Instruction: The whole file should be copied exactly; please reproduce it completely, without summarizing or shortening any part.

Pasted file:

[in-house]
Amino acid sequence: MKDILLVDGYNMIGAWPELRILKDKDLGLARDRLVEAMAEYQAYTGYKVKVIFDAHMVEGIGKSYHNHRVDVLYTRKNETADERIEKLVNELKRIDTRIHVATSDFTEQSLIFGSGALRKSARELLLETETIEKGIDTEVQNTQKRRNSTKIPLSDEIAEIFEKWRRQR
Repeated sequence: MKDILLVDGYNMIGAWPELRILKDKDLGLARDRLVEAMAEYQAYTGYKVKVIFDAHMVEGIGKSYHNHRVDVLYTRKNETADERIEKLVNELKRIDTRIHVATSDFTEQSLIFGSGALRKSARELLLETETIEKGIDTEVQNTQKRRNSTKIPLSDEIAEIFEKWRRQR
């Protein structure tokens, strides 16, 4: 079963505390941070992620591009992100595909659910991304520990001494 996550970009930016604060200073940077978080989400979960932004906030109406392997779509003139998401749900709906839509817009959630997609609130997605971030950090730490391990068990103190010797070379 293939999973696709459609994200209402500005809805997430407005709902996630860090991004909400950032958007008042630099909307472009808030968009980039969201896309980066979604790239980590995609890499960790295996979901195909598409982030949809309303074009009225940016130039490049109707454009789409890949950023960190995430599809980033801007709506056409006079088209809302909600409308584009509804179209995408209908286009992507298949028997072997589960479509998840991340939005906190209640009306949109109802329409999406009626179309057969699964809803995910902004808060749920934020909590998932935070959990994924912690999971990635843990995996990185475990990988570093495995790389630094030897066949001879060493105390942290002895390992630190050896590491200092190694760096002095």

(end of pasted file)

[in-house]
Amino acid sequence: MKDILLVDGYNMIGAWPELRILKDKDLGLARDRLVEAMAEYQAYTGYKVKVIFDAHMVEGIGKSYHNHRVDVLYTRKNETADERIEKLVNELKRIDTRIHVATSDFTEQSLIFGSGALRKSARELLLETETIEKGIDTEVQNTQKRRNSTKIPLSDEIAEIFEKWRRQR
Repeated sequence: MKDILLVDGYNMIGAWPELRILKDKDLGLARDRLVEAMAEYQAYTGYKVKVIFDAHMVEGIGKSYHNHRVDVLYTRKNETADERIEKLVNELKRIDTRIHVATSDFTEQSLIFGSGALRKSARELLLETETIEKGIDTEVQNTQKRRNSTKIPLSDEIAEIFEKWRRQR
């Protein structure tokens, strides 16, 4: 079963505390941070992620591009992100595909659910991304520990001494 996550970009930016604060200073940077978080989400979960932004906030109406392997779509003139998401749900709906839509817009959630997609609130997605971030950090730490391990068990103190010797070379 293939999973696709459609994200209402500005809805997430407005709902996630860090991004909400950032958007008042630099909307472009808030968009980039969201896309980066979604790239980590995609890499960790295996979901195909598409982030949809309303074009009225940016130039490049109707454009789409890949950023960190995430599809980033801007709506056409006079088209809302909600409308584009509804179209995408209908286009992507298949028997072997589960479509998840991340939005906190209640009306949109109802329409999406009626179309057969699964809803995910902004808060749920934020909590998932935070959990994924912690999971990635843990995996990185475990990988570093495995790389630094030897066949001879060493105390942290002895390992630190050896590491200092190694760096002095």